I have been in a low place for the last few weeks. It’s unusual for summer, but so is all the rain. I’m in the midst of surgical anniversaries, body traumas I have not been able to write, harm done to me by those I have loved without reservation, and pain I am still struggling to shed. It hurts, this space. But it is also a growing space.


What you are offering me is not love-2

I am learning about myself. Each time I dip into the angry valley, I climb out better equipped to help other writers change their expectations and create new, positive outcomes.

It may seem odd for me to say this when I am barely clinging to the sky, but the thing about me is I always remember there is a flip side. Even when I can’t see the light. And that is not the way I was born. It’s definitely not the way I was raised. This way of thinking is one I have taught myself with the help of therapists, friends and the page.

I have a piece up today on what is becoming a sister site to The Honeyed Quill. I’d love to share it with you. It is the first piece I’ve written about what this body has been through. Click here to read “Scars that Wear Me” on On the Verge with Shareen Mansfield.

I know that I said I see the silver lining, but this place is hard. So, if you have words to help me lift myself, I’d love to read them here or there.

Shawna Ayoub

Shawna Ayoub is an essayist, fiction writer, poet and instructor with an MFA in creative writing from Indiana University. Some of her work has been published in The Manifest-Station, Role Reboot, [wherever], The Huffington Post, The Oxford Review and Exit 7. Her writing explores the intersections of race, place and survivorship. She writes with honesty about her own experience in order to transform pain.

6 Discussion to this post

  1. Michael T Heath says:

    I survived the worst emotional trauma possible 25 years ago, and perhaps making it out of that rough patch helped recently when I dislocated (and fractured) both shoulders, then, just this winter, broke my back. Those physical nightmares were nothing: I had 3 months off from work for each incident. When Carol Coletti Heath shot herself, I barely took two weeks to heal. Things happen to us. We try to recover. Do not berate yourself for struggling to get past such trauma – be kind to you. As each year recedes, you’ll better frame your reactions couched in wisdom and experience – defying the nightmare scene you’ve been through and persevering in spite of it.

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  2. There are no magic words that lift us out of the dark places. However, I just want to say that I am one that has appreciated what I read on your page from time to time. I don’t check in all that often, but I do appreciate your posts. I don’t have the same experiences as you. Not nearly the same. However, there are days that are very dark and I can’t see the sun. On those days, the only thing that helps me is to think we’re all created in God’s image. I know many don’t believe that. That’s OK. It helps me. It lifts me up just enough to then be able to reach for the sky. Could help others to think it, too. 🙂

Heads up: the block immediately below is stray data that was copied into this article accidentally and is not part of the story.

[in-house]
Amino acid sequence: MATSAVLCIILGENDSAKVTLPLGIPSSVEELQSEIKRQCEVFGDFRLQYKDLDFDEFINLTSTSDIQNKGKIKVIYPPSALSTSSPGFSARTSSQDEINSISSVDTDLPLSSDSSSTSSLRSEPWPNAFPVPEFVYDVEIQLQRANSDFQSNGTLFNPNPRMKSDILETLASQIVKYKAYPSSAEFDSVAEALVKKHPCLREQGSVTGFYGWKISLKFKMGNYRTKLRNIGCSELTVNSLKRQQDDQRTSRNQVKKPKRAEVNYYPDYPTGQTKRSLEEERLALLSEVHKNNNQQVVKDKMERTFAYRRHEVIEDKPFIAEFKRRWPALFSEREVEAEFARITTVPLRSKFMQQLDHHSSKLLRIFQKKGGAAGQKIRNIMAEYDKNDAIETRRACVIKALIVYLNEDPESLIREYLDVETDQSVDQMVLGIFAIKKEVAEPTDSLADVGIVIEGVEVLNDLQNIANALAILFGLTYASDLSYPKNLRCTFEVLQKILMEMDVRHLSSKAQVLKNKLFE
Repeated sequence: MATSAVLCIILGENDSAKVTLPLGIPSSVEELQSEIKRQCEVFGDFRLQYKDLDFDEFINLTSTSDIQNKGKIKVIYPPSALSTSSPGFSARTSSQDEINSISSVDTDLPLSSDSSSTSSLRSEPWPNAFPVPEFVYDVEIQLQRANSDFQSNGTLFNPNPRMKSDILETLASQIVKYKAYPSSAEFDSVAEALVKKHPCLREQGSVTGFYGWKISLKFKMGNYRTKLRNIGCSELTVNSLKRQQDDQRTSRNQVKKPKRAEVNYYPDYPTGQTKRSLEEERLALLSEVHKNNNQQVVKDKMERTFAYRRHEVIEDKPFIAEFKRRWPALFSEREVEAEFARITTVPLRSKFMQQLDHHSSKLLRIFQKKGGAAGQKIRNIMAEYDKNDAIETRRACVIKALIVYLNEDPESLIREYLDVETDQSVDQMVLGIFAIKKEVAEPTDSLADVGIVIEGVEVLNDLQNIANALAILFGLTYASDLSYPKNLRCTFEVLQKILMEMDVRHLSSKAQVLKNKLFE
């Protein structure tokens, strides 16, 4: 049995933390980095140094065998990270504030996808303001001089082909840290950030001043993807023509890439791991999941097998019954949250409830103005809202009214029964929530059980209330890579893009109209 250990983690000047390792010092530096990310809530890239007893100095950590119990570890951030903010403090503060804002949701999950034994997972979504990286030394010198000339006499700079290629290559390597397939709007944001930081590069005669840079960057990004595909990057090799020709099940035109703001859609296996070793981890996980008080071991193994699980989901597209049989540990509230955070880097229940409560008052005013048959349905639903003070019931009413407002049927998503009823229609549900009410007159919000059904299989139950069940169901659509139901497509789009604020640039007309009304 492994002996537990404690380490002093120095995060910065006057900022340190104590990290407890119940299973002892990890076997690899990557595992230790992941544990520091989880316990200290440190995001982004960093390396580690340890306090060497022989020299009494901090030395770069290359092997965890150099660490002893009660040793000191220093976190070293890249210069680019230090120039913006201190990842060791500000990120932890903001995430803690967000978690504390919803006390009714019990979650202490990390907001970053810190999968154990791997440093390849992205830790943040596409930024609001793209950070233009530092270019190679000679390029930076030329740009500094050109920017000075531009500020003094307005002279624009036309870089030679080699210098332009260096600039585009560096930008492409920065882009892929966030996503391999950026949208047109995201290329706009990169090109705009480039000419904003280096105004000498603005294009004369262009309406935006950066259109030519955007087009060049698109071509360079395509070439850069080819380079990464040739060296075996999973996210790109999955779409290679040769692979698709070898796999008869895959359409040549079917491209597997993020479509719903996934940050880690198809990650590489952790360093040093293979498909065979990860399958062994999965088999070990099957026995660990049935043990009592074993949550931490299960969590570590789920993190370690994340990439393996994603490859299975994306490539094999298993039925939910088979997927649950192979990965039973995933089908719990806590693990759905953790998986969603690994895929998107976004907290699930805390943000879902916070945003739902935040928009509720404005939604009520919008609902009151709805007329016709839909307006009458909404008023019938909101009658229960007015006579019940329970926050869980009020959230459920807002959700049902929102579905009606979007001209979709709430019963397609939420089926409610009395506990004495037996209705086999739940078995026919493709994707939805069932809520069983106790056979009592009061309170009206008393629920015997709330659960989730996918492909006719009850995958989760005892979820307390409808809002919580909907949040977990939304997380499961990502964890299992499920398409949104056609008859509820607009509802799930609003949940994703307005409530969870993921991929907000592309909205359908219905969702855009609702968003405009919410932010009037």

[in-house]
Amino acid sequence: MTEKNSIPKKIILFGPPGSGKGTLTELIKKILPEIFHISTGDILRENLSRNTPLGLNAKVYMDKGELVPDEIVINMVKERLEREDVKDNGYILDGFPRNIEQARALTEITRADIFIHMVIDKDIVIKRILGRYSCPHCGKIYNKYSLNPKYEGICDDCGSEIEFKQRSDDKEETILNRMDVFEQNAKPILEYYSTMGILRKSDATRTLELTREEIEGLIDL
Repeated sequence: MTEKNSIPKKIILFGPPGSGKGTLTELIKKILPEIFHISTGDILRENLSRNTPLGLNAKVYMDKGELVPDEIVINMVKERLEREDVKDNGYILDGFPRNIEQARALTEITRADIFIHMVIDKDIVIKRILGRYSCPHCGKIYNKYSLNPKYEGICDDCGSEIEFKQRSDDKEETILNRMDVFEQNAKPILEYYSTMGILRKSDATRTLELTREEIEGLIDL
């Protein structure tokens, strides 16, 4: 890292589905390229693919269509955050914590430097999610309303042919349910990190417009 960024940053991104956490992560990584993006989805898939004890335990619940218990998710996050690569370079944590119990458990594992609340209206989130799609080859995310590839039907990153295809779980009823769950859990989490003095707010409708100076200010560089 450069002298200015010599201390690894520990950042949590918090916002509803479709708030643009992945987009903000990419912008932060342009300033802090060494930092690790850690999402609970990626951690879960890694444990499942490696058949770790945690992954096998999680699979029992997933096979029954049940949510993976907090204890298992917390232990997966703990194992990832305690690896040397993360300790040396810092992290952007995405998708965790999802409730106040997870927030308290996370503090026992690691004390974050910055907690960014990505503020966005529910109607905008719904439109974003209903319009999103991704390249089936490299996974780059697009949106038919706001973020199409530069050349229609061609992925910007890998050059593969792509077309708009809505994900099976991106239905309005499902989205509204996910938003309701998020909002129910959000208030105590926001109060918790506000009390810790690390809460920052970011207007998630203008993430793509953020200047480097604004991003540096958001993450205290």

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  3. Alice says:

    Bodies remember pain, don’t they? Even when we may not want to remember, our bodies will carry those memories on their own.

    I am so sorry that you are struggling right now. I am sorry that you still hurt in places you have not yet been able to write down.

    Or to write out — out of the body, onto the page.

    I choose to believe my body carries burdens because it believes that I will someday need to go back through each memory before I can release it. I choose to believe that my body is doing what it can to help, painful though the memories may be. Perhaps, through all the hurt you now feel, there is your body loving you back. In the midst of the pain, in the midst of the grief, there is you loving yourself fiercely.

    That love will still be with you, after you pass through this low space.

    Peace to you, in darkness and in light —

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  4. […] it seems a bit like I’m in orbit. I have only just landed after a long, unexpected journey. Body trauma has a way of dredging up past trauma. And hardship has a magnetic setting, gathering filaments of […]

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